And so, we turned away from the rules and the principles that uphold strength, honour and courage; we aimed to create new masculinity, and to forge a new man out of the ashes of the old one, who was burned at the altar of our righteous anger.

The modern man is now here, and this is his time.

The idea of the ‘modern man’ is realised through the adherence to those new norms of masculinity — the application of new rules and principles. These rules largely revolve around issues like the need for more sensitivity and less aggression in men.

Much like its predecessor, the ‘tough man’ of the past, the ‘modern man’ is led by rules and principles — a new masculine code — that demand of him to become more ‘open-minded’ and ‘accepting of others’. Through these rules and principles society exhorts the ‘modern man’ to be more gentle and compassionate, to care for the environment, to be more accepting of other races, cultures and religions, and, when all is said and done – to be less like the man of the past…

Which perhaps means that most of us today are trying to be less like our fathers.

It is clearly evident, then, that in each case, there appears to be an emphasis of the need of certain qualities in men: in the old, wartime years, they were related to strength, resolve, toughness and reliability, while the modern age calls for more compassion, sensitivity, and openness. And so, it seems that, whenever a certain set of attributes are in demand of the current society, new norms of masculinity are set, and the imposing of  external standards pertaining to that version of masculinity are used to generate the desired outcome. In the past, men had to be tough, and failing to live up to that standard resulted in shame and exclusion: the boy who failed to win a competition, or was unable to defend himself against a bully, walked home with his head hanging low…

The modern age, though far more accepting of failure and sensitive to emotional needs, is nevertheless doing the very same thing: it criticises the ones who do not conform to its standards, and ostracises them, often labeling them with names and epithets that brand and stigmatise them — just like the previous age once branded and stigmatised the men who could not conform to the old version of masculinity.

* * *

It is therefore clear that each society, driven by its needs and agendas, tries to exclude unwanted parts and fragments of masculinity, while accepting and developing the ones that it needs. Sadly, men’s true needs, and indeed, their true selves, are neither considered, nor in fact accepted, as the political forces of their world are unleashed against them, driving them to either conform, or pay a price for not doing so.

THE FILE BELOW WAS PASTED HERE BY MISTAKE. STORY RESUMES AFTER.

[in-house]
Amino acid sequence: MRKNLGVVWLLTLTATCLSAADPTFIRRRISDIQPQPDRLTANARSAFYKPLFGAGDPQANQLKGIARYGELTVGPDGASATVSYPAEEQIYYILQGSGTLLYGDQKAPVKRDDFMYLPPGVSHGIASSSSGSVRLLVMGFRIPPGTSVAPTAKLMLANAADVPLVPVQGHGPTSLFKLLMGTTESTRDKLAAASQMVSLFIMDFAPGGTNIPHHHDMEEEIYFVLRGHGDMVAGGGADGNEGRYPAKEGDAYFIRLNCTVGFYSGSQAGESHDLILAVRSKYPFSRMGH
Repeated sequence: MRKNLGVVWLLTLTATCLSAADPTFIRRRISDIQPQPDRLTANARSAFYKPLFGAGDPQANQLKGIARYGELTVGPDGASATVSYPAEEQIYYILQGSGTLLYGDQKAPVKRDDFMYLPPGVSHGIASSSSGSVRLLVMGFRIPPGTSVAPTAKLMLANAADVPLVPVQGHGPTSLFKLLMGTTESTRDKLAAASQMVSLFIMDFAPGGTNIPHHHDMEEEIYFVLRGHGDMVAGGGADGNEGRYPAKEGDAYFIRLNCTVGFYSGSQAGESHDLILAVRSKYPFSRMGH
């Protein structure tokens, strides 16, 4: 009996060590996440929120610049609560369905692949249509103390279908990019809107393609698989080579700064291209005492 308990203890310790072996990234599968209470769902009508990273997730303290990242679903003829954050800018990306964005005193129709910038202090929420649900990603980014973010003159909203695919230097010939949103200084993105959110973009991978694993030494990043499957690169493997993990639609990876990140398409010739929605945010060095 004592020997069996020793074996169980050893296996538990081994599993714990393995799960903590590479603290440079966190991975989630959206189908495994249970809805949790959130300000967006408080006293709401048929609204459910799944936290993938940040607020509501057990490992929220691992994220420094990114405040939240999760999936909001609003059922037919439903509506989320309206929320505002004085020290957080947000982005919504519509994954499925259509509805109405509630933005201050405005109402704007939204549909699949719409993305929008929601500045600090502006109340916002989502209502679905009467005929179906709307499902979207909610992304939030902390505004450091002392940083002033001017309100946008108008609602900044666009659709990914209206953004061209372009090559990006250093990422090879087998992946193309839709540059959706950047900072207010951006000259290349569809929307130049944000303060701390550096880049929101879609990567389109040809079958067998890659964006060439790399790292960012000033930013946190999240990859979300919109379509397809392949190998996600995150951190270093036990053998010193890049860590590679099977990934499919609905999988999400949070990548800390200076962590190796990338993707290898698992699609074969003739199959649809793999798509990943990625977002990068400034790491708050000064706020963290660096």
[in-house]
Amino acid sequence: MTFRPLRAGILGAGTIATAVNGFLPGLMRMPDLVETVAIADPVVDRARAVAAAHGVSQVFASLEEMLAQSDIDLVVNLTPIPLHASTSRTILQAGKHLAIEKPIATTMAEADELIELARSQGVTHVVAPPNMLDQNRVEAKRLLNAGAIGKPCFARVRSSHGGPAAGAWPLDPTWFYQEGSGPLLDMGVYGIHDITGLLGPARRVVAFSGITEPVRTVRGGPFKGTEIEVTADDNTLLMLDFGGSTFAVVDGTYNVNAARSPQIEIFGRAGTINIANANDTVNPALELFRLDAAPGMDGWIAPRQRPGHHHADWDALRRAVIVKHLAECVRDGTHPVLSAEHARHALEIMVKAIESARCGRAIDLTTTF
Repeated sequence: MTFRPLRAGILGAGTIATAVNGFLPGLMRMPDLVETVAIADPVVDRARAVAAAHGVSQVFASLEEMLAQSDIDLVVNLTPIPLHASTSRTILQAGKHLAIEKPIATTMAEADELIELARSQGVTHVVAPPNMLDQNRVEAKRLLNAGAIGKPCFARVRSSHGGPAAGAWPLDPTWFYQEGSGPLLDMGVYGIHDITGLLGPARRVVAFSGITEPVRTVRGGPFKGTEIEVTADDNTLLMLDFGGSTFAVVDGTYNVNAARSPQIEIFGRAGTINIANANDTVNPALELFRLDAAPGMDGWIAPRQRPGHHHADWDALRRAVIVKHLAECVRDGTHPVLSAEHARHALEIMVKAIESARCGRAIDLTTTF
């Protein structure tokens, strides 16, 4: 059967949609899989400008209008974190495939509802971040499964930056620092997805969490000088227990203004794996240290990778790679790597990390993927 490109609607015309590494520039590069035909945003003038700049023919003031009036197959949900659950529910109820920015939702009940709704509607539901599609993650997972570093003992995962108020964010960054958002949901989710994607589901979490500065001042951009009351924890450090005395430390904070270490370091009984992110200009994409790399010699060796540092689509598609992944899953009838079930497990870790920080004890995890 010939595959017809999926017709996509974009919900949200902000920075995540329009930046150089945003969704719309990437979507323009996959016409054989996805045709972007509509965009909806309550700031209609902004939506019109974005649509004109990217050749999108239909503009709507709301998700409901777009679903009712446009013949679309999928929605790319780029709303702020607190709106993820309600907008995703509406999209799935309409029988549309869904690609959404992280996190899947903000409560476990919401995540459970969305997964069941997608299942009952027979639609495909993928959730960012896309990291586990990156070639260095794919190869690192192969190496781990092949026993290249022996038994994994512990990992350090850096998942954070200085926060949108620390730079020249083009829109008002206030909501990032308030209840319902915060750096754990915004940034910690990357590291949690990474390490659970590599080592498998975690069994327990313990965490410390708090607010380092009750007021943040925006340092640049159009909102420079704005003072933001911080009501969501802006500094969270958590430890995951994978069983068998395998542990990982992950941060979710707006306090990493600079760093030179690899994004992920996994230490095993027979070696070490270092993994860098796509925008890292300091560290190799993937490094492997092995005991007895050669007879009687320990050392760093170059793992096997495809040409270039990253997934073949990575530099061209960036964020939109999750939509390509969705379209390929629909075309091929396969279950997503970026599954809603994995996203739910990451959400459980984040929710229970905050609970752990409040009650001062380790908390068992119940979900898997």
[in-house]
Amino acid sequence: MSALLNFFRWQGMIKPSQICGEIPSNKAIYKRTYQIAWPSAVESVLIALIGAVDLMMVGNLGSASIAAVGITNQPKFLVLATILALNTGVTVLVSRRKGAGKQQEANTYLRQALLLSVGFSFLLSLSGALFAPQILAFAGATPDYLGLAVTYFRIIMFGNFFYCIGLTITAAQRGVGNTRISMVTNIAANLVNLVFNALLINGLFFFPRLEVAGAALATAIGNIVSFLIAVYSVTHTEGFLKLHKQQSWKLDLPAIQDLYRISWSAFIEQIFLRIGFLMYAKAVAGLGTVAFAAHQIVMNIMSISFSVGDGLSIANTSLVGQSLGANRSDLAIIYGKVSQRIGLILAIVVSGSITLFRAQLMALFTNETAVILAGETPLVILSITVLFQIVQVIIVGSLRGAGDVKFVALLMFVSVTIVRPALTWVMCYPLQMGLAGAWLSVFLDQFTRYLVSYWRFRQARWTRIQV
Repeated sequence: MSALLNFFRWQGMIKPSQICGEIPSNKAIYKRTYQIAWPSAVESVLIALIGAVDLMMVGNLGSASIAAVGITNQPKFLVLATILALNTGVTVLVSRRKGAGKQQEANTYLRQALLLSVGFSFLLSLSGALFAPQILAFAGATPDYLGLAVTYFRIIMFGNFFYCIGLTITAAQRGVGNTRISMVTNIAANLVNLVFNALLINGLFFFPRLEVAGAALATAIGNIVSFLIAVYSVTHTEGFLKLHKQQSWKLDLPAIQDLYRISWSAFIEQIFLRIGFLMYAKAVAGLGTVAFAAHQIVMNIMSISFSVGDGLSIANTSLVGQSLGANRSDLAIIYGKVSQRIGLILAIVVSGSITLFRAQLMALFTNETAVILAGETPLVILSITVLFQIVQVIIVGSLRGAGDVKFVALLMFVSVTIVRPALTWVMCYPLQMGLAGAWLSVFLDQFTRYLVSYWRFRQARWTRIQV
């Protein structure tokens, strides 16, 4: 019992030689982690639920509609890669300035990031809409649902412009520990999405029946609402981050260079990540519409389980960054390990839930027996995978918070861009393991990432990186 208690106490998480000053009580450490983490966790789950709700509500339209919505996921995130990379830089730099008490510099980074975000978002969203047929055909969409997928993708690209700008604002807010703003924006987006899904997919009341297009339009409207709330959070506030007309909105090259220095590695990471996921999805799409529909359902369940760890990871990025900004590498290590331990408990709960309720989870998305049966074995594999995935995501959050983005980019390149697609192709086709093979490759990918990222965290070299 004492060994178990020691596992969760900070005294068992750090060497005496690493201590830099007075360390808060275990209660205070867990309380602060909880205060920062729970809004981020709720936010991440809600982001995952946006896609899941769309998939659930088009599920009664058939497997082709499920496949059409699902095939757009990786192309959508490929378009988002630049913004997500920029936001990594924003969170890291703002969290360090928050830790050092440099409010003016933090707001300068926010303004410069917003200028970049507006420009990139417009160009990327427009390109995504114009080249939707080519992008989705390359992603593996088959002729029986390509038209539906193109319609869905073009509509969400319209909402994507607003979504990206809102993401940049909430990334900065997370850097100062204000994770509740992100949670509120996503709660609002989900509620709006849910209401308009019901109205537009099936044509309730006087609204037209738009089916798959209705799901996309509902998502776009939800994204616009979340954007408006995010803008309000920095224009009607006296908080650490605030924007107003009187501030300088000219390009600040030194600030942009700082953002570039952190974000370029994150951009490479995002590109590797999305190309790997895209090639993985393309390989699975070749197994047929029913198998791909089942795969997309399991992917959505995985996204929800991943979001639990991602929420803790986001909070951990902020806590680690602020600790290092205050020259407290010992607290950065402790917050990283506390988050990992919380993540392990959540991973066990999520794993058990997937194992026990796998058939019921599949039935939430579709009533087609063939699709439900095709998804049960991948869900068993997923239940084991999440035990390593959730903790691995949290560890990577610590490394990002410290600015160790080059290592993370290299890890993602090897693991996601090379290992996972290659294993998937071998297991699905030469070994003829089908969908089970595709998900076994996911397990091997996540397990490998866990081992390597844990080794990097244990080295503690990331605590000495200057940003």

The biggest problem with both ways that have shaped the lives of men – the demand for toughness in the past and sensitivity in the present – is that they are based in external needs and expectations. The externally-imposed moral codes of each version of masculinity have been used to enforce the external behaviour of the men who live by them — which in turn, yields external results in the lives of those same men!

Laws, rules, codes and moral principles, as useful as they might be when used rightfully, do nothing to address and honour the individual reality of each man’s life. Such an approach might achieve obedience, but it does so by making its author look no different from a cruel taskmaster who cares only for the result of his slaves’ hard work, and nothing for the slaves themselves.

* * *

If we take masculinity to be a thing of a nature and significance that is much deeper than its external, physical expression, we must acknowledge that the modifying of a man’s behaviour will produce little or no results in transforming the reality of his inner being.

And if we know something about people in general, we will see that most of us are far more attracted by living a life of well-being, purpose, and aliveness, than we are to a life of endless strife and adherence to doctrines.

Unfortunately, the history of humanity shows very little knowledge of this truth; the deeper nature of being a human – in this case, a male human – has been treated as something like a set of behaviour traits, habits and rituals, the altering of which has been thought able to provide us with the success that only inner transformation can bring.

So, if we say that the two most popular models for masculine behavior have failed, we must look for a third option.

When the external approach fails, it must be replaced, either with another form of tyranny, or with something better, something deeper.

The superficial approach toward masculinity has failed, and will fail again, because it ignores the very thing masculinity is rooted in – the inner being, the heart.

If we want to change the face of masculinity and alter its behavior, we must first take a good look at its heart; it is the heart that must be re-discovered and redeemed, and it is the heart that must be honored, healed, and brought into the fullness of life. When men are in touch with their hearts, and when those hearts are truly free to be what they were designed to be, masculinity will at last present itself to the world in its glorious fullness.

Only then will the world begin to fully live.